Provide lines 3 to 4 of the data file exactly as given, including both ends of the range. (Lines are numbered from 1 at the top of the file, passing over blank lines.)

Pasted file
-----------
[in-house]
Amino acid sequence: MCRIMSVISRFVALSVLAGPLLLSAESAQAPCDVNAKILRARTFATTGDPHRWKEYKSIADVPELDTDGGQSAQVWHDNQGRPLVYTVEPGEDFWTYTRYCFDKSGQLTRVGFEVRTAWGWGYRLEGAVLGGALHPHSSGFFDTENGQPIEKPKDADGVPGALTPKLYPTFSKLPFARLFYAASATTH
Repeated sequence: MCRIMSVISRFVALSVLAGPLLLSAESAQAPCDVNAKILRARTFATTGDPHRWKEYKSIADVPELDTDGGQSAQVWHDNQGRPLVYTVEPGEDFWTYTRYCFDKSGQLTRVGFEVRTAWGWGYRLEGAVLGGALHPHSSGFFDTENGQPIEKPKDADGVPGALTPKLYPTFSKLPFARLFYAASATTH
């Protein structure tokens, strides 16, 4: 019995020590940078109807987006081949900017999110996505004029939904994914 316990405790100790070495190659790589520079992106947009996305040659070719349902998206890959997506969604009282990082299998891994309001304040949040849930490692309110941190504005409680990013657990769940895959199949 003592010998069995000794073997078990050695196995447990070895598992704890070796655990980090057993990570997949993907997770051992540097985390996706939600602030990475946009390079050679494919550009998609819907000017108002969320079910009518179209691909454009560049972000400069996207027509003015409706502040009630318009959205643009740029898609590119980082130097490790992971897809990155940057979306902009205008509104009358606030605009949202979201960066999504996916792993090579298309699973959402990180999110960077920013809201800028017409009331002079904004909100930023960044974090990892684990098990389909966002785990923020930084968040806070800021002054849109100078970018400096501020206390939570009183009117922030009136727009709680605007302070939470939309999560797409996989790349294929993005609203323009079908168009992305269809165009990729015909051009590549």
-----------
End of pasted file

Repeated sequence: MCRIMSVISRFVALSVLAGPLLLSAESAQAPCDVNAKILRARTFATTGDPHRWKEYKSIADVPELDTDGGQSAQVWHDNQGRPLVYTVEPGEDFWTYTRYCFDKSGQLTRVGFEVRTAWGWGYRLEGAVLGGALHPHSSGFFDTENGQPIEKPKDADGVPGALTPKLYPTFSKLPFARLFYAASATTH
């Protein structure tokens, strides 16, 4: 019995020590940078109807987006081949900017999110996505004029939904994914 316990405790100790070495190659790589520079992106947009996305040659070719349902998206890959997506969604009282990082299998891994309001304040949040849930490692309110941190504005409680990013657990769940895959199949 003592010998069995000794073997078990050695196995447990070895598992704890070796655990980090057993990570997949993907997770051992540097985390996706939600602030990475946009390079050679494919550009998609819907000017108002969320079910009518179209691909454009560049972000400069996207027509003015409706502040009630318009959205643009740029898609590119980082130097490790992971897809990155940057979306902009205008509104009358606030605009949202979201960066999504996916792993090579298309699973959402990180999110960077920013809201800028017409009331002079904004909100930023960044974090990892684990098990389909966002785990923020930084968040806070800021002054849109100078970018400096501020206390939570009183009117922030009136727009709680605007302070939470939309999560797409996989790349294929993005609203323009079908168009992305269809165009990729015909051009590549």